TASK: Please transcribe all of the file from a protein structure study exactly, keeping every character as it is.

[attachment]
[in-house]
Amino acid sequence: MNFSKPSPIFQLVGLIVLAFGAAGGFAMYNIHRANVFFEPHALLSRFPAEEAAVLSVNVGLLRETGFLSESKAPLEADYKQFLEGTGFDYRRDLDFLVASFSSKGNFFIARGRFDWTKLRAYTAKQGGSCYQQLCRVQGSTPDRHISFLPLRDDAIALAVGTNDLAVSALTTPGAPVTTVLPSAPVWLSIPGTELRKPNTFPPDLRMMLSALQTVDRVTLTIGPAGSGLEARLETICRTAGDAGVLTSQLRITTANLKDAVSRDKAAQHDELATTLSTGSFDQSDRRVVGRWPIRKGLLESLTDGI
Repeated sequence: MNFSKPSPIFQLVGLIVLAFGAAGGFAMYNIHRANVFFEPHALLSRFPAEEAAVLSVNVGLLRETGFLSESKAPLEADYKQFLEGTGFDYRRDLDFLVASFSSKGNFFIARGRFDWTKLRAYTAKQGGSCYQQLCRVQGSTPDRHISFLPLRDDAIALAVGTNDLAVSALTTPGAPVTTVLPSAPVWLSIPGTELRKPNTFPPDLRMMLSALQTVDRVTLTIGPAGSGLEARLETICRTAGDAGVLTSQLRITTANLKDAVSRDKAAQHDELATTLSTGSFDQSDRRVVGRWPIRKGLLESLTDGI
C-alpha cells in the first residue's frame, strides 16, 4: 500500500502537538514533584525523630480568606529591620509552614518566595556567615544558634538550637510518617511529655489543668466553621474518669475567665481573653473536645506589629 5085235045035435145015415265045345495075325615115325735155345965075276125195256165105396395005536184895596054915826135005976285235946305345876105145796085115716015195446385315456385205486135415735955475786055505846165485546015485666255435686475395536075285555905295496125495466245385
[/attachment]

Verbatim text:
[in-house]
Amino acid sequence: MNFSKPSPIFQLVGLIVLAFGAAGGFAMYNIHRANVFFEPHALLSRFPAEEAAVLSVNVGLLRETGFLSESKAPLEADYKQFLEGTGFDYRRDLDFLVASFSSKGNFFIARGRFDWTKLRAYTAKQGGSCYQQLCRVQGSTPDRHISFLPLRDDAIALAVGTNDLAVSALTTPGAPVTTVLPSAPVWLSIPGTELRKPNTFPPDLRMMLSALQTVDRVTLTIGPAGSGLEARLETICRTAGDAGVLTSQLRITTANLKDAVSRDKAAQHDELATTLSTGSFDQSDRRVVGRWPIRKGLLESLTDGI
Repeated sequence: MNFSKPSPIFQLVGLIVLAFGAAGGFAMYNIHRANVFFEPHALLSRFPAEEAAVLSVNVGLLRETGFLSESKAPLEADYKQFLEGTGFDYRRDLDFLVASFSSKGNFFIARGRFDWTKLRAYTAKQGGSCYQQLCRVQGSTPDRHISFLPLRDDAIALAVGTNDLAVSALTTPGAPVTTVLPSAPVWLSIPGTELRKPNTFPPDLRMMLSALQTVDRVTLTIGPAGSGLEARLETICRTAGDAGVLTSQLRITTANLKDAVSRDKAAQHDELATTLSTGSFDQSDRRVVGRWPIRKGLLESLTDGI
C-alpha cells in the first residue's frame, strides 16, 4: 500500500502537538514533584525523630480568606529591620509552614518566595556567615544558634538550637510518617511529655489543668466553621474518669475567665481573653473536645506589629 5085235045035435145015415265045345495075325615115325735155345965075276125195256165105396395005536184895596054915826135005976285235946305345876105145796085115716015195446385315456385205486135415735955475786055505846165485546015485666255435686475395536075285555905295496125495466245385